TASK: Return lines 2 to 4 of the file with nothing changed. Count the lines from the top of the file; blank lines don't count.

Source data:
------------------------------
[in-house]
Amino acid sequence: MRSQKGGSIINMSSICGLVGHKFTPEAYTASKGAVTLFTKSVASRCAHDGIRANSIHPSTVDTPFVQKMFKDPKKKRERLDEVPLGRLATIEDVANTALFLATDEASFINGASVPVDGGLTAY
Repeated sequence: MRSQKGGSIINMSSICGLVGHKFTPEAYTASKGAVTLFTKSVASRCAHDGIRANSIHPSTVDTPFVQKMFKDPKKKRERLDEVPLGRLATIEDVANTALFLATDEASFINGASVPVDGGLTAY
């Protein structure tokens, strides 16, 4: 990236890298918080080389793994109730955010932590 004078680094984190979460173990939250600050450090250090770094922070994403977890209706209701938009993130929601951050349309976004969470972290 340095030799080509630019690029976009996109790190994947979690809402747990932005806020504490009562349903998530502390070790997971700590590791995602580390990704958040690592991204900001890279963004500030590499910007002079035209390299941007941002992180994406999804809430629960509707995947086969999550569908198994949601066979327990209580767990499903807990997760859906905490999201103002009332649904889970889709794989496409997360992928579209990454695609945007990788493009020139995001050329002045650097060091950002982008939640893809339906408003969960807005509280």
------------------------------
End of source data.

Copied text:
Amino acid sequence: MRSQKGGSIINMSSICGLVGHKFTPEAYTASKGAVTLFTKSVASRCAHDGIRANSIHPSTVDTPFVQKMFKDPKKKRERLDEVPLGRLATIEDVANTALFLATDEASFINGASVPVDGGLTAY
Repeated sequence: MRSQKGGSIINMSSICGLVGHKFTPEAYTASKGAVTLFTKSVASRCAHDGIRANSIHPSTVDTPFVQKMFKDPKKKRERLDEVPLGRLATIEDVANTALFLATDEASFINGASVPVDGGLTAY
């Protein structure tokens, strides 16, 4: 990236890298918080080389793994109730955010932590 004078680094984190979460173990939250600050450090250090770094922070994403977890209706209701938009993130929601951050349309976004969470972290 340095030799080509630019690029976009996109790190994947979690809402747990932005806020504490009562349903998530502390070790997971700590590791995602580390990704958040690592991204900001890279963004500030590499910007002079035209390299941007941002992180994406999804809430629960509707995947086969999550569908198994949601066979327990209580767990499903807990997760859906905490999201103002009332649904889970889709794989496409997360992928579209990454695609945007990788493009020139995001050329002045650097060091950002982008939640893809339906408003969960807005509280």